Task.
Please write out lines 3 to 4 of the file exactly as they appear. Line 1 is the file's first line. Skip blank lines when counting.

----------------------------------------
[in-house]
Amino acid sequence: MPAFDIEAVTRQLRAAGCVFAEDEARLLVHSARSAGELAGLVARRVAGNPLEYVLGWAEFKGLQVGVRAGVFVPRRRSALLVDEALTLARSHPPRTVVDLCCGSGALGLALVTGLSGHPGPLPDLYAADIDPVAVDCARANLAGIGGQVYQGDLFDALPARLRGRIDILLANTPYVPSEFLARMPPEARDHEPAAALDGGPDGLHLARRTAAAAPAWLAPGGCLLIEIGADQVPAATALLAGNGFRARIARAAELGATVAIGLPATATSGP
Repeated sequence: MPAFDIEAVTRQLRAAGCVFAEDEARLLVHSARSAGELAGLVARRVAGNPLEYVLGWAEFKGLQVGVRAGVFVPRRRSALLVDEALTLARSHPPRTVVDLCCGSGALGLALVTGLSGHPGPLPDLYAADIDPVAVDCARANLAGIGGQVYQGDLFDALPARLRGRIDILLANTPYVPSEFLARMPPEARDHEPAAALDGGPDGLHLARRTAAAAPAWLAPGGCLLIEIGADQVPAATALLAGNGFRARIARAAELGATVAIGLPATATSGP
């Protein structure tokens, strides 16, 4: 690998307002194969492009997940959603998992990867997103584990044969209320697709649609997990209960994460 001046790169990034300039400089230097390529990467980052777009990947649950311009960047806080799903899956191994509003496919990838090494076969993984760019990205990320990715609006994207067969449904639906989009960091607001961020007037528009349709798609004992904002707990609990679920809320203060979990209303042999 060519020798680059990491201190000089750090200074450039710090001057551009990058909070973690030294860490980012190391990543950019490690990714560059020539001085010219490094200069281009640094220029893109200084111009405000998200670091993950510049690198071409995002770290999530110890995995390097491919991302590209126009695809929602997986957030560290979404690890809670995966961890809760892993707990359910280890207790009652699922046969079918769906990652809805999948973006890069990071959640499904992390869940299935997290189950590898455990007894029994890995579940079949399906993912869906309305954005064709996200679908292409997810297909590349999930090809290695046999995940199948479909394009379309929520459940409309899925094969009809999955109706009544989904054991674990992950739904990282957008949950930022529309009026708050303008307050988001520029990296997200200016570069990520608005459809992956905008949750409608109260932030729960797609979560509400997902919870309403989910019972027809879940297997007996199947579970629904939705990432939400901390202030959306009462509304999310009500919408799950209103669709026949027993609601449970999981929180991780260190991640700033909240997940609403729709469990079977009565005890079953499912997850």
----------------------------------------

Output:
Repeated sequence: MPAFDIEAVTRQLRAAGCVFAEDEARLLVHSARSAGELAGLVARRVAGNPLEYVLGWAEFKGLQVGVRAGVFVPRRRSALLVDEALTLARSHPPRTVVDLCCGSGALGLALVTGLSGHPGPLPDLYAADIDPVAVDCARANLAGIGGQVYQGDLFDALPARLRGRIDILLANTPYVPSEFLARMPPEARDHEPAAALDGGPDGLHLARRTAAAAPAWLAPGGCLLIEIGADQVPAATALLAGNGFRARIARAAELGATVAIGLPATATSGP
């Protein structure tokens, strides 16, 4: 690998307002194969492009997940959603998992990867997103584990044969209320697709649609997990209960994460 001046790169990034300039400089230097390529990467980052777009990947649950311009960047806080799903899956191994509003496919990838090494076969993984760019990205990320990715609006994207067969449904639906989009960091607001961020007037528009349709798609004992904002707990609990679920809320203060979990209303042999 060519020798680059990491201190000089750090200074450039710090001057551009990058909070973690030294860490980012190391990543950019490690990714560059020539001085010219490094200069281009640094220029893109200084111009405000998200670091993950510049690198071409995002770290999530110890995995390097491919991302590209126009695809929602997986957030560290979404690890809670995966961890809760892993707990359910280890207790009652699922046969079918769906990652809805999948973006890069990071959640499904992390869940299935997290189950590898455990007894029994890995579940079949399906993912869906309305954005064709996200679908292409997810297909590349999930090809290695046999995940199948479909394009379309929520459940409309899925094969009809999955109706009544989904054991674990992950739904990282957008949950930022529309009026708050303008307050988001520029990296997200200016570069990520608005459809992956905008949750409608109260932030729960797609979560509400997902919870309403989910019972027809879940297997007996199947579970629904939705990432939400901390202030959306009462509304999310009500919408799950209103669709026949027993609601449970999981929180991780260190991640700033909240997940609403729709469990079977009565005890079953499912997850």